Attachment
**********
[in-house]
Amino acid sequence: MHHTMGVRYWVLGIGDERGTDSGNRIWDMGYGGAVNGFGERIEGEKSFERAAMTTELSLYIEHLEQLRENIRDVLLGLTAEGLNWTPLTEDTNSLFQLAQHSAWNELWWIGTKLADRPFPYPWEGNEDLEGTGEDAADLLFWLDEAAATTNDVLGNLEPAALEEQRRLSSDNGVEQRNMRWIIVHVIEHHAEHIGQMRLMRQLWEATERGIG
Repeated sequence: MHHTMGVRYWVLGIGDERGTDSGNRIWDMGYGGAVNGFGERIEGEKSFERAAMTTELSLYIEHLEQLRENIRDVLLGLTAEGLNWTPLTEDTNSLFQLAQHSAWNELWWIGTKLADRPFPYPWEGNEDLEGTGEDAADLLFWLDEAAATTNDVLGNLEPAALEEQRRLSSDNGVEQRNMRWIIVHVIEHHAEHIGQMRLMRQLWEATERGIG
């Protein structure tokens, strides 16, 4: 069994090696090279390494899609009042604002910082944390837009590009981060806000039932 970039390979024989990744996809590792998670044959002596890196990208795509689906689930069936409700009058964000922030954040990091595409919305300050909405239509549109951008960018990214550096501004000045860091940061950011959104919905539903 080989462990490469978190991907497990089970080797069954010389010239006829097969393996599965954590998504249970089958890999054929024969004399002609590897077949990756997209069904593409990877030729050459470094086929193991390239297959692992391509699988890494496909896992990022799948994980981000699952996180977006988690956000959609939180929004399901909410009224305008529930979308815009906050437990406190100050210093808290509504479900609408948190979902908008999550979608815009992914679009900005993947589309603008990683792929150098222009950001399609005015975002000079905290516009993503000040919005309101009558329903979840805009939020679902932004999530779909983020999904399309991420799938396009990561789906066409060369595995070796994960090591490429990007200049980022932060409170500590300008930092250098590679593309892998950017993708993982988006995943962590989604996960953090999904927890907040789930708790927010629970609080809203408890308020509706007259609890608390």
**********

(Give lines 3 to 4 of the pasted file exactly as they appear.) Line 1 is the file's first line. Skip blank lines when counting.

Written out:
Repeated sequence: MHHTMGVRYWVLGIGDERGTDSGNRIWDMGYGGAVNGFGERIEGEKSFERAAMTTELSLYIEHLEQLRENIRDVLLGLTAEGLNWTPLTEDTNSLFQLAQHSAWNELWWIGTKLADRPFPYPWEGNEDLEGTGEDAADLLFWLDEAAATTNDVLGNLEPAALEEQRRLSSDNGVEQRNMRWIIVHVIEHHAEHIGQMRLMRQLWEATERGIG
């Protein structure tokens, strides 16, 4: 069994090696090279390494899609009042604002910082944390837009590009981060806000039932 970039390979024989990744996809590792998670044959002596890196990208795509689906689930069936409700009058964000922030954040990091595409919305300050909405239509549109951008960018990214550096501004000045860091940061950011959104919905539903 080989462990490469978190991907497990089970080797069954010389010239006829097969393996599965954590998504249970089958890999054929024969004399002609590897077949990756997209069904593409990877030729050459470094086929193991390239297959692992391509699988890494496909896992990022799948994980981000699952996180977006988690956000959609939180929004399901909410009224305008529930979308815009906050437990406190100050210093808290509504479900609408948190979902908008999550979608815009992914679009900005993947589309603008990683792929150098222009950001399609005015975002000079905290516009993503000040919005309101009558329903979840805009939020679902932004999530779909983020999904399309991420799938396009990561789906066409060369595995070796994960090591490429990007200049980022932060409170500590300008930092250098590679593309892998950017993708993982988006995943962590989604996960953090999904927890907040789930708790927010629970609080809203408890308020509706007259609890608390």